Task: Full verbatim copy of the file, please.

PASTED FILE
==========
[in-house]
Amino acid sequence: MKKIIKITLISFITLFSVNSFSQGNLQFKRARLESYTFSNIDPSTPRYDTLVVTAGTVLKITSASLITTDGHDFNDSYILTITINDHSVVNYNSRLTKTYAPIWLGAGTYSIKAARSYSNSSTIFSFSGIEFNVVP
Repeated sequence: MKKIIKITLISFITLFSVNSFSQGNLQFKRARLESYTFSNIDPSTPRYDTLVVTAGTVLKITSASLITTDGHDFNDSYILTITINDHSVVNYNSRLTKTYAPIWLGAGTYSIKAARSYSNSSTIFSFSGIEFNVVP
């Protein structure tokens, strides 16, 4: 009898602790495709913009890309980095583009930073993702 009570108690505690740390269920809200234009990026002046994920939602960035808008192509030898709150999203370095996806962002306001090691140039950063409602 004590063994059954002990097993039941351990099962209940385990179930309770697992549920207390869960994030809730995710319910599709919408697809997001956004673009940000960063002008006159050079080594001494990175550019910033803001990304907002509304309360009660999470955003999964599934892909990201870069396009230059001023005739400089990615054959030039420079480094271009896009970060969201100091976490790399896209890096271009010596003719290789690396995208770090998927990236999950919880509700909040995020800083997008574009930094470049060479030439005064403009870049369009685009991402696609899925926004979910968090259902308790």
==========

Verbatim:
[in-house]
Amino acid sequence: MKKIIKITLISFITLFSVNSFSQGNLQFKRARLESYTFSNIDPSTPRYDTLVVTAGTVLKITSASLITTDGHDFNDSYILTITINDHSVVNYNSRLTKTYAPIWLGAGTYSIKAARSYSNSSTIFSFSGIEFNVVP
Repeated sequence: MKKIIKITLISFITLFSVNSFSQGNLQFKRARLESYTFSNIDPSTPRYDTLVVTAGTVLKITSASLITTDGHDFNDSYILTITINDHSVVNYNSRLTKTYAPIWLGAGTYSIKAARSYSNSSTIFSFSGIEFNVVP
């Protein structure tokens, strides 16, 4: 009898602790495709913009890309980095583009930073993702 009570108690505690740390269920809200234009990026002046994920939602960035808008192509030898709150999203370095996806962002306001090691140039950063409602 004590063994059954002990097993039941351990099962209940385990179930309770697992549920207390869960994030809730995710319910599709919408697809997001956004673009940000960063002008006159050079080594001494990175550019910033803001990304907002509304309360009660999470955003999964599934892909990201870069396009230059001023005739400089990615054959030039420079480094271009896009970060969201100091976490790399896209890096271009010596003719290789690396995208770090998927990236999950919880509700909040995020800083997008574009930094470049060479030439005064403009870049369009685009991402696609899925926004979910968090259902308790």